The Surplus American: How the 1% is Making Us Redundant

Book Info

  • Length: 176 pages
  • Trim size: 6" x 9"

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  • ISBN: 978-1-61205-250-2
  • Publish date: September 2012
  • List Price: $22.95
  • Your Price: $19.51

Lib Ebook

  • ISBN: 978-1-61205-281-6
  • Publish date: August 2012
  • List Price: $133.00
  • Your Price: $113.05


  • ISBN: 978-1-61205-249-6
  • Publish date: September 2012
  • List Price: $133.00
  • Your Price: $113.05


The Surplus American documents a chilling social unraveling in which the majority of Americans are being rendered jobless and redundant. The book explains the long crisis of “surplus people,” showing that the jobless are the tip of the iceberg. The book identifies a number of primary groups within the category of surplus, including the underemployed, people forcibly removed from or induced to leave the labor force, retirees, people involved in make-work by government or business, those hired to control the unemployed, and those employed to boost consumption and manage unrest. Surplus people are the dirty underside of our capitalist economy, and the authors sketch their story over the past several centuries, as well as the present condition and the future destiny of a “surplus nation.” Offering a timely analysis of social movements such as Occupy Wall Street, and using both narrative and theatrical devices, the authors conclude that new inclusive social justice movements are essential not only to solving the crisis of surplus people but also to redirecting an economy driven by outsourcing, new technology, and a merciless global corporate strategy.

Author Info

Charles Derber, Professor of Sociology at Boston College, has written for Newsday, Newsweek, Business Week, Time, the Christian Science Monitor, and other magazines. He speaks frequently on National Public Radio, talk radio, and television. His most recent book is The Surplus American: How the 1% Is Making Us Redundant (Paradigm 2012).

Yale R. Magrass is a Chancellor Professor of Sociology at the University of Massachusetts–Dartmouth, where he teaches social theory, political sociology, and the social impact of science and technology. He is the author of three other books and more than thirty articles, including encyclopedia entries, served on the board of six journals, has been a recipient of several grants, and participated in numerous international forums.


”A lucid and informative analysis of how our increasingly dysfunctional socioeconomic system is intensifying the process of turning America into a land of surplus people, decaying infrastructure, and shredded formal democracy—and of what we can do about it”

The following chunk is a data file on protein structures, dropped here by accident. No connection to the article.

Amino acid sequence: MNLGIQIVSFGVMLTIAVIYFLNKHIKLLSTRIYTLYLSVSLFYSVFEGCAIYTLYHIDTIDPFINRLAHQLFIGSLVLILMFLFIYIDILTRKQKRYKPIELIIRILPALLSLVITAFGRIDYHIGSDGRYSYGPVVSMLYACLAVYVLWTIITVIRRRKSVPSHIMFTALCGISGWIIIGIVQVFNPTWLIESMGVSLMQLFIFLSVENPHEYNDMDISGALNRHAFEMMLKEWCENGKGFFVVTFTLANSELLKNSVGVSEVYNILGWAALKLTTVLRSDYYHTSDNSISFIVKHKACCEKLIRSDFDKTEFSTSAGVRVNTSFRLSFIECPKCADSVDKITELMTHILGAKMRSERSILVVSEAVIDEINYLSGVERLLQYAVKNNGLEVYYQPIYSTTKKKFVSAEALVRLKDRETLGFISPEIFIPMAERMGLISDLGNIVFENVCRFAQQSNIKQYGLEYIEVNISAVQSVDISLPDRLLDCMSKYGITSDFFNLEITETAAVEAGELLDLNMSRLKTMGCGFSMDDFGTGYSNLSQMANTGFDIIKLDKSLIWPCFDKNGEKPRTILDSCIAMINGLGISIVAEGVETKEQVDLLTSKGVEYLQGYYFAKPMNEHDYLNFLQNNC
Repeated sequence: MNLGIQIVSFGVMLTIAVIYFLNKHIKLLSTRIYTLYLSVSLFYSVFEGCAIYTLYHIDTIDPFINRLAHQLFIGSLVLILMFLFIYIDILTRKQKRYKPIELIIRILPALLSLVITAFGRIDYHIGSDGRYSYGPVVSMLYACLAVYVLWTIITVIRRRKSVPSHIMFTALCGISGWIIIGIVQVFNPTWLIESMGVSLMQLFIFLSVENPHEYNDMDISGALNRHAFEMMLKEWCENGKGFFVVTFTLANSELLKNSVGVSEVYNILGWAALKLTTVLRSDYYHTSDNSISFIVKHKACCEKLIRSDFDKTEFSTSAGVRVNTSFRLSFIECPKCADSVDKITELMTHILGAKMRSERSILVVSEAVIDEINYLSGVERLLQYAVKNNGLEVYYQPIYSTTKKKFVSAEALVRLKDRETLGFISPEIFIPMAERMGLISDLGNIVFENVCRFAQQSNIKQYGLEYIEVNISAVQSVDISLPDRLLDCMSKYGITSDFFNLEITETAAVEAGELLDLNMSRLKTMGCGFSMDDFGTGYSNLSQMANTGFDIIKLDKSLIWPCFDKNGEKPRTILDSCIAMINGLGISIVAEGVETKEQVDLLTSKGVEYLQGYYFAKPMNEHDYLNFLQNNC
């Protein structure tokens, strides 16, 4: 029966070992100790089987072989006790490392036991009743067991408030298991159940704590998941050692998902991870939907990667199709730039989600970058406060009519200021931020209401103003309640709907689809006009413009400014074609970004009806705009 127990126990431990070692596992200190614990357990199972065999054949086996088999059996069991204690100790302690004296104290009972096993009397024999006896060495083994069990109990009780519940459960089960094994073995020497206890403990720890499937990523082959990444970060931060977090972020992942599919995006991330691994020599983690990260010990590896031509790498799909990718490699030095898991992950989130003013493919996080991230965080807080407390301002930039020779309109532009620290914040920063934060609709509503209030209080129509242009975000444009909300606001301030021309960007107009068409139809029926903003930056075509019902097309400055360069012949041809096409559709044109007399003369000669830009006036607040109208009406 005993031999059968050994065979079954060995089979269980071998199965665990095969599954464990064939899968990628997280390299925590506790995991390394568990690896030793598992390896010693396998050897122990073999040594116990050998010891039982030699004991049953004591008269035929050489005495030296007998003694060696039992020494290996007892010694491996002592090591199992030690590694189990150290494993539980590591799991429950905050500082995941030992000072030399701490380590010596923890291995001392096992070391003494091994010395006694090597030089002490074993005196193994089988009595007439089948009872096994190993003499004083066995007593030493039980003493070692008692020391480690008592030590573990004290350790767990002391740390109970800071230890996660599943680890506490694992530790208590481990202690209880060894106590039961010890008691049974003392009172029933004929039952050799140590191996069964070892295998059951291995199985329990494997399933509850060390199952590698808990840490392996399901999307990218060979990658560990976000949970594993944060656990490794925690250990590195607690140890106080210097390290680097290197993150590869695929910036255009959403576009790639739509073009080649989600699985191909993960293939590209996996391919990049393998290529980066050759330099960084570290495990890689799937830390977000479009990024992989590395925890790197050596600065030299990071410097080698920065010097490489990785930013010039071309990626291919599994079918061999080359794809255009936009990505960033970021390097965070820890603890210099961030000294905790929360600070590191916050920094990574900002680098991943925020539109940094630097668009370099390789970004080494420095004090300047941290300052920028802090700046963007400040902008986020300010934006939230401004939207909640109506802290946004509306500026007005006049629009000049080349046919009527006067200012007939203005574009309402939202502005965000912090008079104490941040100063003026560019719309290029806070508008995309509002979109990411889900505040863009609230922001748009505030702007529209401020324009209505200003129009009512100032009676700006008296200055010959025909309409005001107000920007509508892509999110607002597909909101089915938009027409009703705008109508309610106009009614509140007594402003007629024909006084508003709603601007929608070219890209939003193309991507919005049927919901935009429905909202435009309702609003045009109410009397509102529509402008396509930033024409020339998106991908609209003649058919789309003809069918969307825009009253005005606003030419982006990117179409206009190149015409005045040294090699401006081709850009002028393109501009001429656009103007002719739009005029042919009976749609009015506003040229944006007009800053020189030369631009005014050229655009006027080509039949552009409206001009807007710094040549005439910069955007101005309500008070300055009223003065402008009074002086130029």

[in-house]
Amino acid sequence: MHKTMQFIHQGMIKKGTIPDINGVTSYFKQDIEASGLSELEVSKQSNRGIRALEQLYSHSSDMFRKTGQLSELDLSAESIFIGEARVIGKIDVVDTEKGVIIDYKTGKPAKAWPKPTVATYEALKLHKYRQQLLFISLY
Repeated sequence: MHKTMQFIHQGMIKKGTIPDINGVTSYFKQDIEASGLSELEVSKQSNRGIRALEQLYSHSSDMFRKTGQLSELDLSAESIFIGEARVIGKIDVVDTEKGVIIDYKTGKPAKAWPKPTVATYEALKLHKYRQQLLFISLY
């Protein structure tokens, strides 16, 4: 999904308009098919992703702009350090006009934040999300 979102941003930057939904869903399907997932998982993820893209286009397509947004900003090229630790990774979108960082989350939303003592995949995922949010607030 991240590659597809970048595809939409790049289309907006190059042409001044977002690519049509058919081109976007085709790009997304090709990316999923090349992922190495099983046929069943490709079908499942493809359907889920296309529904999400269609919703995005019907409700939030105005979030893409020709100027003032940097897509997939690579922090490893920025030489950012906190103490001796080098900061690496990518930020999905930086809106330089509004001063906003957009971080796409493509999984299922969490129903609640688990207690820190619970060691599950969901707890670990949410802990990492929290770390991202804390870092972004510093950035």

Noam Chomsky

“Derber and Magrass’s crisp book dramatizes the powerful forces undermining job security and rendering most of us surplus, not just economically but in almost every way. An essential read for anyone who wants to understand the history and future of work, politics, and social movements in America—with a hopeful roadmap to creating an economy and a society that work for everyone.”
Chuck Collins, Institute for Policy studies, and author of 99 to 1: How Wealth Inequality is Wrecking the World and What We Can Do About It

“This is a wonderfully imaginative but disturbing prophecy of where corporate outsourcing of American jobs—and other, often hidden trends in government policies for education, youth, the elderly, the military, and the imprisoned—could lead by 2020. The dystopia which they outline—in the book and in its concluding play—is all too believable unless American’s adopt the new forms of democratic resistance that their encouraging final chapters advocate.”
Jonathan Steele, International affairs columnist for the Guardian

“Derber and Magrass have produced a double-header for the agitating mind—a people’s history and a people’s theatre. For action, you take it from there, where you live.”
Ralph Nader

“Written in a very accessible style, the book elicits both lay and professional readers’ curiosity, and leaves a decided impression that the author is an engaging, insightful teacher well worth talking to. Highly recommended.”

“Derber and Magrass have done a masterful job in explaining the major issues of political economy facing us today. The analysis is complemented brilliantly with a play, ready to be acted out in classrooms, religious groups, and book groups, to better help illustrate the absurd tragedy of the masses of people being cast aside and to show how America’s majority can band together to reclaim our democracy.”
Jonathan White, co-author of The Engaged Sociologist and of Sociologists in Action

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